On the west side of Juarez, a neighborhood known as Bella Vista endures extreme rival gang activity. In the last three months of 2009, at least 50 to 60 murders were registered in this neighborhood alone, most of the homicides occurring when one gangster saw and fired upon a rival without hesitation or warning.
There is clearly no love lost between rival gangs, but little to no loyalty exists between the gangs and Mexico's DTOs. These are business relationships. Mexican DTOs reach out to street gangs because of economic necessity. Family or friendship ties count for little here: these relationships exist because both sides make money. There is no other incentive. As long as there is money to be made by smuggling illegal products into the United States, Mexican DTOs will maintain their relationships with street gangs across the United States.
Barrio Azteca members normally work for Vicente Carrillo Fuentes, but they could just as easily work for the Gulf Cartel, or even the Sinaloa Federation, in Juarez or other border cities inside the United States.
Farther east, in Laredo, investigators have seen a trend toward the use of seasoned criminals in street gangs in the past four years. Laredo investigators have tracked the relationship between Mexican criminals based in Nuevo Laredo, such as Zetas second-in-command Miguel Treviño, and the US-based gangs, particularly the Mexican Mafia and the Texas Syndicate.
There was a time when Treviño experimented with non-gang affiliated hit men in Laredo. The case of Rosalio Reta, a teenage hit man who worked for Triveño for five years from 2000 to 2005, revealed that younger recruits will likely talk to police under pressure. Reta told police, for example, that he had been ordered to kill members of both the Mexican Mafia and the Texas Syndicate – two gangs that Triveño now uses for his US contract work.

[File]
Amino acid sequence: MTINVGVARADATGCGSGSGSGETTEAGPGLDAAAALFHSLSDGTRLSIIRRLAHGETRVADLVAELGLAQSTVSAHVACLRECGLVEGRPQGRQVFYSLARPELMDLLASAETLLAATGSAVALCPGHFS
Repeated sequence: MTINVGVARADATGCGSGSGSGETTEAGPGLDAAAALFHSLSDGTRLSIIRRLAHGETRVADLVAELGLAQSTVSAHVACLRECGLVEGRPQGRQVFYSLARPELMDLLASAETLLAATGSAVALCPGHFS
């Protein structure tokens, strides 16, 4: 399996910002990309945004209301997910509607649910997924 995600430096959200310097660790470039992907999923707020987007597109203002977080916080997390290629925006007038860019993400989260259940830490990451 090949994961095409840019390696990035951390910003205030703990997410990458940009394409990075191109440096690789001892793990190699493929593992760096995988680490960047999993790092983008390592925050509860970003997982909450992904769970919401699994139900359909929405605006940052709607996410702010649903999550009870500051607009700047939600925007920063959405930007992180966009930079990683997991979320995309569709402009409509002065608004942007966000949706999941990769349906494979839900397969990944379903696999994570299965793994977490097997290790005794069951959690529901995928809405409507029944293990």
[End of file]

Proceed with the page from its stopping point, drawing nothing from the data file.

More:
The seasoned criminals who live along the border have at least three advantages that set them apart from any Mexican national that might seek the same job. They know local city streets and neighborhoods, and can find a target with little margin for error. They speak fluent English, and are more likely to pass through the various US Border Patrol checkpoints along the highways snaking north from the border. Finally, these US-based contractors are willing to perform activities that Mexicans shy away from, such as kidnapping, murder, torture, the operation of criminal safe houses, and clandestine arms purchases inside the United States.
A careful balance between bribes and bullets maintains the operational security of most drug trafficking organizations inside Mexico. Once operations cross into the US, professional policing and a higher resilience to bribery significantly reduce operational security. Mexican smugglers are willing to lose a shipment or miss a targeted hit when police arrest one of their gang contractors, but they are not willing to risk arrest themselves.
They know that once arrested inside in the United States, there is no second chance. As long as gang members remain ready and willing to take that risk, they are an investment easily contracted and just as easily discarded.
Samuel Logan, an investigative journalist and author, is the founder of Southern Pulse | Networked Intelligence, and has reported on organized crime, terrorism and other security issues in Latin America since 1999. He is the author of This is for the Mara Salvatrucha: Inside the MS-13, America’s Most Violent Gang, (Hyperion:2009)